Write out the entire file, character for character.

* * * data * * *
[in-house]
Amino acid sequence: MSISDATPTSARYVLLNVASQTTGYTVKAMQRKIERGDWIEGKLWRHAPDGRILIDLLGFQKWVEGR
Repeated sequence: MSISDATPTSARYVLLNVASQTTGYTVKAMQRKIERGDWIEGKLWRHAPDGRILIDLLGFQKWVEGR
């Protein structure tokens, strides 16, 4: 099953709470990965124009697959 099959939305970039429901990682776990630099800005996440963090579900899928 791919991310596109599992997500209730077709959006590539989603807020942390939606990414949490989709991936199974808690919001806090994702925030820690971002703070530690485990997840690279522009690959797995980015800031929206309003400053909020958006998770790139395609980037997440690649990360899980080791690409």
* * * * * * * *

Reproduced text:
[in-house]
Amino acid sequence: MSISDATPTSARYVLLNVASQTTGYTVKAMQRKIERGDWIEGKLWRHAPDGRILIDLLGFQKWVEGR
Repeated sequence: MSISDATPTSARYVLLNVASQTTGYTVKAMQRKIERGDWIEGKLWRHAPDGRILIDLLGFQKWVEGR
């Protein structure tokens, strides 16, 4: 099953709470990965124009697959 099959939305970039429901990682776990630099800005996440963090579900899928 791919991310596109599992997500209730077709959006590539989603807020942390939606990414949490989709991936199974808690919001806090994702925030820690971002703070530690485990997840690279522009690959797995980015800031929206309003400053909020958006998770790139395609980037997440690649990360899980080791690409």